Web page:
Advances by U.S. and British troops into southern Iraq on Friday chipped away at the base of one of Saddam Hussein's most notorious lieutenants, a man known as "Chemical Ali" who pioneered the regime's use of chemical warfare against civilians and who has been charged with defending the area now under attack.
The resume of Ali Hassan Majid, Hussein's cousin, includes the killing by chemical gas of thousands of Kurds in 1988, the brutal occupation of Kuwait in 1990 and the torture and repression of Shiite Muslims after a revolt that followed the 1991 Persian Gulf War.
"A lot of people want to see him take the stand" in The Hague for violating basic human rights, said Mohamed Abdel Dayem, a Middle East specialist with Human Rights International. "If there's any such thing as a slam dunk in this kind of thing, he's a slam dunk."
Majid received his latest assignment a few months ago when Hussein divided the nation into four defensive zones and handed him control over the southernmost part of the country, directly facing the 230,000 U.S. and British troops amassing in northern Kuwait.
Majid brought little to the assignment in the way of innovative defensive planning. But he did offer absolute loyalty to his boss and an ability to maintain a repressive grip on the Iraqi people.
One of Hussein's worst nightmares, analysts have said, would be for residents of southern Iraqi cities to rise up and throw off Hussein's ruling Baath Socialist Party, in the process encouraging disenchanted Iraqis all over the country to follow suit.
"His job is to keep the people in the south under control as long as possible without rebellion," said Patrick Clawson, deputy director of the Washington Institute for Near East Policy. "The last thing Saddam Hussein wants to see is Basra rising up on its own and start hanging Baath officials on every lamppost."
Given Majid's pioneering use of chemical weapons against the Kurds using low-flying helicopters around the northern city of Halabja in 1988, some have concluded that Majid's appointment signaled Hussein's intention to launch chemical weapons in southern Iraq early in the fight against U.S. forces.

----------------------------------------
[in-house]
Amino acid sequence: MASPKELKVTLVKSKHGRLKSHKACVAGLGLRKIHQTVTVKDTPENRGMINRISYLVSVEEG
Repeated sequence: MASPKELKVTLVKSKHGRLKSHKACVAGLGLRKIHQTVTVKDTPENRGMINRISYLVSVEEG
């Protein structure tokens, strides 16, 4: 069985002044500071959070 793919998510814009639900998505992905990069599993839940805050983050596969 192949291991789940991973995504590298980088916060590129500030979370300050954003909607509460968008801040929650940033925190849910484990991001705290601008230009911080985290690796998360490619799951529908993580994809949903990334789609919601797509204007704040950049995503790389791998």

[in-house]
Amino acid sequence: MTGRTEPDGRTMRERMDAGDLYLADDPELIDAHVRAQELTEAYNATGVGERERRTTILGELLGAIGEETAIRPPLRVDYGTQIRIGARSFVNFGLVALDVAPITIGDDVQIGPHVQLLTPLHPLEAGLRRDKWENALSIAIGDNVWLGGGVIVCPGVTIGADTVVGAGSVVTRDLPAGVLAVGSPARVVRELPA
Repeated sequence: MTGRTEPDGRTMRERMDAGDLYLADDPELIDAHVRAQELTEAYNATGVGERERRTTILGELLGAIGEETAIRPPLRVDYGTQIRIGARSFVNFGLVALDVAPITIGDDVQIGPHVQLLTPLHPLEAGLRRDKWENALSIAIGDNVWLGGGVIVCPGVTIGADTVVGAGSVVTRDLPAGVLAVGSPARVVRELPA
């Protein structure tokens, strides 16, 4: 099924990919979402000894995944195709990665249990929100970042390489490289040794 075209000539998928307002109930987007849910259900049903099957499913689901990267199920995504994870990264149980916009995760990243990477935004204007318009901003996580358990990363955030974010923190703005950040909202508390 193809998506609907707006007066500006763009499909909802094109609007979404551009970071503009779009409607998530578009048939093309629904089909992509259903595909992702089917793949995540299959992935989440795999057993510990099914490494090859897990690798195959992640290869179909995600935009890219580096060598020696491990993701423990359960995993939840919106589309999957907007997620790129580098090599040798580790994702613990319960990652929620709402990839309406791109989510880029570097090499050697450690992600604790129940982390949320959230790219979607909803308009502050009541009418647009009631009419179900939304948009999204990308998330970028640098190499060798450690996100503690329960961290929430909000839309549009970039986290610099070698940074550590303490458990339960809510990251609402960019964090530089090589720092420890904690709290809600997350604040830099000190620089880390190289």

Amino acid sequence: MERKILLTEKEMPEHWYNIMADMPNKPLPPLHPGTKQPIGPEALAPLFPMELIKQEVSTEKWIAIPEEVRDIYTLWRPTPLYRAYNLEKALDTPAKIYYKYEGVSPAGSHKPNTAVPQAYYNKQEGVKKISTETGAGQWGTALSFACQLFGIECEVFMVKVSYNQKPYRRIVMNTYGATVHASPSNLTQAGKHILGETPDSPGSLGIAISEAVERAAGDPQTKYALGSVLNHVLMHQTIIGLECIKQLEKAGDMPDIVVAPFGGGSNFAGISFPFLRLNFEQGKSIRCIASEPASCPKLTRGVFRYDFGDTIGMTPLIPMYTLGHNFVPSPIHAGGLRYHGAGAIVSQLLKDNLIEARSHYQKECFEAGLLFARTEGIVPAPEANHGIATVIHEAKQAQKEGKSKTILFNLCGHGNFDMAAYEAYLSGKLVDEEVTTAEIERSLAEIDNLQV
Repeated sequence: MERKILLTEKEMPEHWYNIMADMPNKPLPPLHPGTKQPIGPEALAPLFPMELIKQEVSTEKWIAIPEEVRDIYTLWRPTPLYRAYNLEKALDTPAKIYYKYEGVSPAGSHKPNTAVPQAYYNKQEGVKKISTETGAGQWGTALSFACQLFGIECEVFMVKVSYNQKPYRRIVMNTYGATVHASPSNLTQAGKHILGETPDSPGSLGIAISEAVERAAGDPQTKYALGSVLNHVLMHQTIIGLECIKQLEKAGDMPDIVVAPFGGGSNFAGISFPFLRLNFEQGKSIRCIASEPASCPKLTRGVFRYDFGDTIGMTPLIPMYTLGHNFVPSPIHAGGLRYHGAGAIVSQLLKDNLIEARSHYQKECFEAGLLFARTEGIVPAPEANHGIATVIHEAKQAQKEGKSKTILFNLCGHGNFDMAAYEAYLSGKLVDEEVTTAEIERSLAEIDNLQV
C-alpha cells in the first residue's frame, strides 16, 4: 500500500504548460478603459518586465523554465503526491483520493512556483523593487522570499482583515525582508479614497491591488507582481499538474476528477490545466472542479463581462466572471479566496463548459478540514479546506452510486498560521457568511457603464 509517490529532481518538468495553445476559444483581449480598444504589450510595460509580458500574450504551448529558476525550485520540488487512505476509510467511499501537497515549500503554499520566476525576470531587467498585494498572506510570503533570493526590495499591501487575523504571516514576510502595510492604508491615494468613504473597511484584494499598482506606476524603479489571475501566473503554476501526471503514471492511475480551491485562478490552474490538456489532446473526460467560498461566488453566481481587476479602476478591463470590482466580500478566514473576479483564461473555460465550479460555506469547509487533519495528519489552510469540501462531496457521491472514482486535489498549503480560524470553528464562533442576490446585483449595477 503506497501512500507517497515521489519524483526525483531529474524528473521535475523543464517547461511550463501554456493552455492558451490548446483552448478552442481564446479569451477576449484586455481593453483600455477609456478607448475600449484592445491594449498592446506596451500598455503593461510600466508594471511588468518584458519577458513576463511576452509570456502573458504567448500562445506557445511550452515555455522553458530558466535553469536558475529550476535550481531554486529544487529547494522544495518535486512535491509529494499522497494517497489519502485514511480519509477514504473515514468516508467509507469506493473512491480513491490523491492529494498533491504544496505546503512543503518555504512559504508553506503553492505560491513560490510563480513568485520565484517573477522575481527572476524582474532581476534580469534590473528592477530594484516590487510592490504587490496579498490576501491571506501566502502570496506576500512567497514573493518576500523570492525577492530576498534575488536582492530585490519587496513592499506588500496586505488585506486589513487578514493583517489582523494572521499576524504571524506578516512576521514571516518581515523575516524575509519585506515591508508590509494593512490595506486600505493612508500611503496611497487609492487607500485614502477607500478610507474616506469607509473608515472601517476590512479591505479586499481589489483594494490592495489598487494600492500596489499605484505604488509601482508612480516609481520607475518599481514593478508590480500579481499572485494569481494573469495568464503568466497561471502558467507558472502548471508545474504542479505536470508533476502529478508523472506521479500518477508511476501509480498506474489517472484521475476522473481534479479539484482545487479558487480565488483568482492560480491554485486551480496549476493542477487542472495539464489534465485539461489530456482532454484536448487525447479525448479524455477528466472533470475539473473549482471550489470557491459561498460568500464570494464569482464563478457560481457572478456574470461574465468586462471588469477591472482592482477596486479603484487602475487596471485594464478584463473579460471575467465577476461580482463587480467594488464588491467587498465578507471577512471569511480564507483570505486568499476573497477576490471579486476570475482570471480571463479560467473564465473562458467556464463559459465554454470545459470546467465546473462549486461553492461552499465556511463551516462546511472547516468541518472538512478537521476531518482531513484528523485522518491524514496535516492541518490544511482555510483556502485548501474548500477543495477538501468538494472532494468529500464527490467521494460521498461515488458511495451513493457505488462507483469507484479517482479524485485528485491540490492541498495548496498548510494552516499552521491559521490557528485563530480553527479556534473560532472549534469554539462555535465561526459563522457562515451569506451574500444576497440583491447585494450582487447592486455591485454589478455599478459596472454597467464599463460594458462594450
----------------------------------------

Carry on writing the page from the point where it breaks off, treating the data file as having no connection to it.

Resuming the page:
But that overlooked several factors, some experts argue. The Bush administration could have gained a lot more sympathy, as even the French have signaled, if chemical and biological weapons were in evidence. And any weapons of mass destruction might instead be used as a last resort when invading troops near Baghdad.
"They were not used to clear an area as part of the ground war in the Iran-Iraq war," Clawson said. "They were used when the other side was breaking through, to considerable effect."
Over a long career in Hussein's service, Majid has served as Iraq's minister of defense and the interior, security chief, military governor of Kuwait in 1990 and director of the Revolutionary Command Council.
In 1983, Hussein asked Majid to avenge an assassination attempt against the dictator. Majid complied by killing dozens of residents and otherwise destroying the town of Dujail, reportedly the home of the would-be assassins.
In 1988, he killed an estimated 5,000 Kurds and wounded twice that many in gas attacks. He later ordered that 182,000 Kurds be rounded up under operation "Al Anfal," which means "the spoils." Most disappeared, and he was caught on tape in 1989 bragging that he had them buried in mass graves using mechanical shovels.
Araz Mohamed Amin, a Kurdish computer engineer living in Holland, lost 13 relatives in the late 1980s atrocities, including his uncle, aunt and cousin. "Their bodies were never found," he said. "Another uncle went blind in both eyes. My 28-year-old nephew has 70% of his lungs burned."
Audiotapes of Baath party meetings in 1988 and 1989 revealed a jubilant Majid. "I cannot let your village stay because I will attack it with chemical weapons," he is heard saying on a tape dated May 26, 1988. "I will kill them all with chemical weapons! Who is going to say anything? The international community?"
In 1991, he was transferred to southern Iraq to put down a Shiite rebellion as Iraqi tanks under his command rolled into southern villages under the slogan "No more Shiites after today."
In September, Majid visited Algeria, Libya and Tunisia in his first known overseas trip in 15 years, prompting speculation that he was scouting a home in exile for Hussein, his family and key members of the regime.